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Tillabooks: Will's Book Blog

Monday, March 02, 2009

Steampunk edited by Ann & Jeff VanderMeer

Steampunk edited by Ann & Jeff VanderMeer. San Francisco: Tachyon Publications, 2008. ISBN: 978-1-892391-75-9

This sub-genre-driven collection contains a brief preface by the editors, a more detailed introduction by Jess Nevins, in which he traces the roots of the genre in areas that are probably relatively unfamiliar even to most modern practitioners, and concludes with two bibliographical essays, the first of which lists instances of steampunk in modern culture, including online on the Internet, in gaming, especially role playing games of the D&D variety, on TV and in film, and the second of which surveys “the genre within the comic book medium.”

In between are 13 steampunk stories, the first and last of which are excerpts from larger works. Their copyright dates range from 1971 to 2007. So what is steampunk, exactly? Basically, it's science fiction set in the Victorian age, with marvelous machines, often (but not nearly always) steam driven, and frequently alternate universes or worlds in which such advanced technologies existed in an earlier era than in ours.

The Jess Nevins introduction describes The Difference Engine, by William Gibson and Bruce Sterling as “still the finest expression of the genre yet written,” an assessment with which I must sincerely agree. The Difference Engine is a must read for anyone interested in science fiction at all, and is canonical within the sub-genre. It's quite simply a wonderful book, not to be missed.

As to the rest of the examples provided here, well, I could live without many of them. They offer sometimes intriguing, sometimes less than intriguing views of various steampunk universes. There were many entertaining moments along the way as I read my way through this collection, but no epiphanies, no discoveries of writers or stories so amazing or wonderful that I felt compelled to seek out more of the same.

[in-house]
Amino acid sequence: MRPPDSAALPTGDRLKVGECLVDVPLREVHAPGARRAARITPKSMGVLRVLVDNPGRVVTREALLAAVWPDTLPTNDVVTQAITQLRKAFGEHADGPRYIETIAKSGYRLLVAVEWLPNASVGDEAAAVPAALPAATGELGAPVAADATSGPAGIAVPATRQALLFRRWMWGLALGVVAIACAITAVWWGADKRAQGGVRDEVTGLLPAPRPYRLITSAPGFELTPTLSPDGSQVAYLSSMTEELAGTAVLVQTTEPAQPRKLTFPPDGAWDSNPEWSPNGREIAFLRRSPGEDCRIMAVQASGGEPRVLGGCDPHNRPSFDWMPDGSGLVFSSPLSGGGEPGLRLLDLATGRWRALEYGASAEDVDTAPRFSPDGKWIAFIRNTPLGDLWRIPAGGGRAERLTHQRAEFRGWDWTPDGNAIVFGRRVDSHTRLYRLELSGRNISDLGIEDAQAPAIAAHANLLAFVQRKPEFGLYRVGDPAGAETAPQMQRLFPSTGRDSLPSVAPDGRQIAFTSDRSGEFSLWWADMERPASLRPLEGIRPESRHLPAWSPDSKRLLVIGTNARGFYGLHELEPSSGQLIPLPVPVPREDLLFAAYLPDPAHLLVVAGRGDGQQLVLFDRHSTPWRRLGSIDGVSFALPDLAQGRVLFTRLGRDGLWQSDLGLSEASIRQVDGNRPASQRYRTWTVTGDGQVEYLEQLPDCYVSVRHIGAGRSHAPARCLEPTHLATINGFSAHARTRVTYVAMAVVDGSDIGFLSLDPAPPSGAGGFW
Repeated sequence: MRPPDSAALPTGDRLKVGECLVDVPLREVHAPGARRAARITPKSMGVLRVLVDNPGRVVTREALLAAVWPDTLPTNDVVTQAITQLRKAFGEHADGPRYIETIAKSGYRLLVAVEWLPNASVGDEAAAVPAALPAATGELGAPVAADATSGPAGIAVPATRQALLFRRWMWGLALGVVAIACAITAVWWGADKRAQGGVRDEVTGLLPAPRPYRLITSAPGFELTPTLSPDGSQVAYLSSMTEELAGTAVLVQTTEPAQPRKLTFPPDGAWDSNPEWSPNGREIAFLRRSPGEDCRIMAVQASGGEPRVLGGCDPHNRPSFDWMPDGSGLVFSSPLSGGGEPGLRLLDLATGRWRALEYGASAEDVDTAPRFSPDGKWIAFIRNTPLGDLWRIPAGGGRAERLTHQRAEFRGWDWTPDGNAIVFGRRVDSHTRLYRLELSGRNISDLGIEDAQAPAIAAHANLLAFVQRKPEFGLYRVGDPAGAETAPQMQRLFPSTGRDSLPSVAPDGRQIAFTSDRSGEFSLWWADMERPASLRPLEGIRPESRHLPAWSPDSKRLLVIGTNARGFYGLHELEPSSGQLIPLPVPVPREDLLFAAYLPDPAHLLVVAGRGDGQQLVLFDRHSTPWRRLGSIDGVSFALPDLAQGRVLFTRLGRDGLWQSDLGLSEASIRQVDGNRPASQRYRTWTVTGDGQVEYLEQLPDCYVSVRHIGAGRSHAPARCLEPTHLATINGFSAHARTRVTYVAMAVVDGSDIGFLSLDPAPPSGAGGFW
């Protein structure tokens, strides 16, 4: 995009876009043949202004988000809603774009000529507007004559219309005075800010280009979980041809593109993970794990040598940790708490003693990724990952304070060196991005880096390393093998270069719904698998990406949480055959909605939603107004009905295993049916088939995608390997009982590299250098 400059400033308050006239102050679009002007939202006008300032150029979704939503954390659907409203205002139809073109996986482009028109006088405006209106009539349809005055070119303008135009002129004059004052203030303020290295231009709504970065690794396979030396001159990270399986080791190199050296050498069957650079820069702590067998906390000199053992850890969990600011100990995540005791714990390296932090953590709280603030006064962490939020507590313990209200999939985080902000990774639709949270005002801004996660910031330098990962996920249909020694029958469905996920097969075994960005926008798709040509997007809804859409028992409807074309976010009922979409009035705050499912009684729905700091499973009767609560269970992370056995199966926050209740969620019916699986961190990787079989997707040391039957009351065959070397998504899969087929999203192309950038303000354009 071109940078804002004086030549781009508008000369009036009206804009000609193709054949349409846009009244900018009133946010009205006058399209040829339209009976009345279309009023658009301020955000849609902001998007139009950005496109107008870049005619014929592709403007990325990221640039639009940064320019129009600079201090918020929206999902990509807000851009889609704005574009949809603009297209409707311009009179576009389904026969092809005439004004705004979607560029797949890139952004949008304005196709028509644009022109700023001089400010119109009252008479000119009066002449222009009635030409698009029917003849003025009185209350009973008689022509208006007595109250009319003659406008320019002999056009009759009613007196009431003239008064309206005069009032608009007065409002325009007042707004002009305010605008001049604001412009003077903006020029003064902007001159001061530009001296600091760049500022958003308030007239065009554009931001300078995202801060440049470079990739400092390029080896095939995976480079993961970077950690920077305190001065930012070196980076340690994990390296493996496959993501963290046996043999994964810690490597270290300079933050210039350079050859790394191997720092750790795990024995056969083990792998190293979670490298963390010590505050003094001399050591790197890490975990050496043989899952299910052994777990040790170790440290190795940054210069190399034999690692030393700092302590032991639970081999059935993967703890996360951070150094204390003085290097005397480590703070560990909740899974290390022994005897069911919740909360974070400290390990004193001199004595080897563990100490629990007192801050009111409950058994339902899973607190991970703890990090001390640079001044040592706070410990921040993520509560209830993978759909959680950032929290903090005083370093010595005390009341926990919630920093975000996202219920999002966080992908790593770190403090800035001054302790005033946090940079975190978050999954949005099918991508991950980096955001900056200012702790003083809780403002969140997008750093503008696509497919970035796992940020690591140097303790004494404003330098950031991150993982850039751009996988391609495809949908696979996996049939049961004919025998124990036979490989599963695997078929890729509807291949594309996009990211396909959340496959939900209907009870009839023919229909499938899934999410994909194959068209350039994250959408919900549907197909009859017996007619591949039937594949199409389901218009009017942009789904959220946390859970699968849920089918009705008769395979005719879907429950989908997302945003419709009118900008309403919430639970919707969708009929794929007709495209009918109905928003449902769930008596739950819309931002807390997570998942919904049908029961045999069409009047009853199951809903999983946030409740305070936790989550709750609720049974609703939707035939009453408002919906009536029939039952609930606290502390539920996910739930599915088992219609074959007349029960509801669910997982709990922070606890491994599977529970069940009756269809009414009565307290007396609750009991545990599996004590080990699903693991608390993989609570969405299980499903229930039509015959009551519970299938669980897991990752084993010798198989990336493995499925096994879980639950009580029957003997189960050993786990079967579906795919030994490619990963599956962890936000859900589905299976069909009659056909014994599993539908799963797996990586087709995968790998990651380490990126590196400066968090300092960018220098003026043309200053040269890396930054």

If, on the other hand, steampunk is your thing, you'll find much to admire here. I think my favorite stories were Michael Chabon's “The Martian Agent, a Planetary Romance” and Stepan Chapman's “Minutes of the Last Meeting,” although the both had (in my view) unsatisfactory endings. The first just sort of trickles off (one charitably assumes it's just the first part of a much larger saga), and the second ends altogether too dramatically, in a denouement that makes the entire story up to that point an exercise in futility.

Still, this collection is recommended for anyone interested in exploring this fascinating, albeit (in my view) ultimately dead-end sub-genre within the larger science fiction universe.

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